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Updated Apr 5, 2012, 3:17 AM
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About the Proponents - Ruth Evans Wall

I am seventy nine years old resident of the City of San Diego. I am a retired Registered Nurse.

My son, Randy Wall, is a victim of AIDS. Randy lives with me and I am his primary caregiver.

Prior to Randy becoming a Compassionate User of medical marijuana, I did not condone use of marijuana. I did not condone recreational use of any substance because of my medical background.

About three years ago, my son’s condition was the worst it has ever been. The wasting syndrome caused by AIDS had reduced him to a skeleton. The combination of over thirty prescription medications he was on made him constantly exhausted, severely nauseated, and caused personality changes which made him short tempered, depressed, and flat out mean.

Randy was taking very addictive, strong pain and anxiety medication to which he was becoming addicted, such as Vicodine, Oxycontin, Percocet, and Valium. All of these medicines have very harsh side effects. In addition, Randy was still drinking at that time because even the strong pain medications were not effective for his neurological pain.

Three years ago, I went with Randy to see Dr. Kelly Freeborn. Together, the three of us made drastic changes to his course of medication.

Dr. Freeborn said that the only way Randy could have a better quality of life and deal more successfully with his symptoms was to become a Compassionate User of medical marijuana.

Since he became a Compassionate User, his medications have decreased by more than half, he no longer drinks alcohol, his pain has decreased, his general health has gotten better, he’s become stronger and more able to participate in regular activities, and his personality has returned to his normal, happy self.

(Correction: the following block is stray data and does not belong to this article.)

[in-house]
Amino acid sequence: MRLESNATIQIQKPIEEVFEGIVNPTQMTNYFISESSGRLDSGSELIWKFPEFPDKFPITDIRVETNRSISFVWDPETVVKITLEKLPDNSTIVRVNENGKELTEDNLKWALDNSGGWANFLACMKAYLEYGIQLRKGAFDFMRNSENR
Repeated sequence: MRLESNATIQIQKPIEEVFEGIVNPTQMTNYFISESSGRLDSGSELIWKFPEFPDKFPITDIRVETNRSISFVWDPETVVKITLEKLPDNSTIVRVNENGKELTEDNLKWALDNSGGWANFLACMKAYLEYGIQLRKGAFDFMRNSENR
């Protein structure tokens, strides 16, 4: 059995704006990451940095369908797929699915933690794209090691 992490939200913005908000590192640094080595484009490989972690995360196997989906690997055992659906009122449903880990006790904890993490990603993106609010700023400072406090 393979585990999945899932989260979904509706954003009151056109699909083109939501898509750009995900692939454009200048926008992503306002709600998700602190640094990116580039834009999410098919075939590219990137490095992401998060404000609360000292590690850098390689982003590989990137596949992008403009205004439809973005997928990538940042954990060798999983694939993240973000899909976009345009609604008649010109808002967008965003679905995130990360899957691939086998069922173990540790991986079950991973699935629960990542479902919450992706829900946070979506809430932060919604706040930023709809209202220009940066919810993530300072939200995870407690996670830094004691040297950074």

His new attitude makes it far easier for me to care for him as he needs. It is tiring enough to be the constant care-giver to someone who is terminally ill. It is emotionally exhausting as well for me as a mother to care for my terminally ill child. But when that terminally ill child is angry and bitter, sharp tongued, and mean spirited, it’s almost more than I can bear.

Now Randy is active, he cooks again, and keeps on top of current events. He and I follow particularly closely the events surrounding the City of San Diego’s plan to close every Compassionate Use dispensary.

If Randy is not able to be a Compassionate User, our choices will be limited.

Our first choice is to put Randy back on the addictive medications he was on before which cause horrible side effects and do not adequately manage his pain, anxiety or depression.

Our second choice is simply to do nothing and watch him suffer from this plague every day.

Our third choice will be mine alone. I will not sit idly by and watch my son die in agony when I know that there is a simple, natural solution to the problem.

I am a seventy nine year old retired nurse, but rather than watch Randy suffer, I will go out and find an illegal drug dealer to try and get my son medical marijuana. Not only will this expose me to participating in a criminal transaction, a great risk in itself, but it will expose me to the possibility of arrest. It will also expose my son to medical marijuana from someone I don’t know and may not be able to trust.

The collective he is a member of now runs a Compassionate Use dispensary that has a qualified, educated nursing staff, is compliant with the State Compassionate Use Act, the Medical Marijuana Program Act, and the Attorney General Guidelines for Compassionate Use.

If the City forces all the collectives to close, my son will suffer, and I will suffer.
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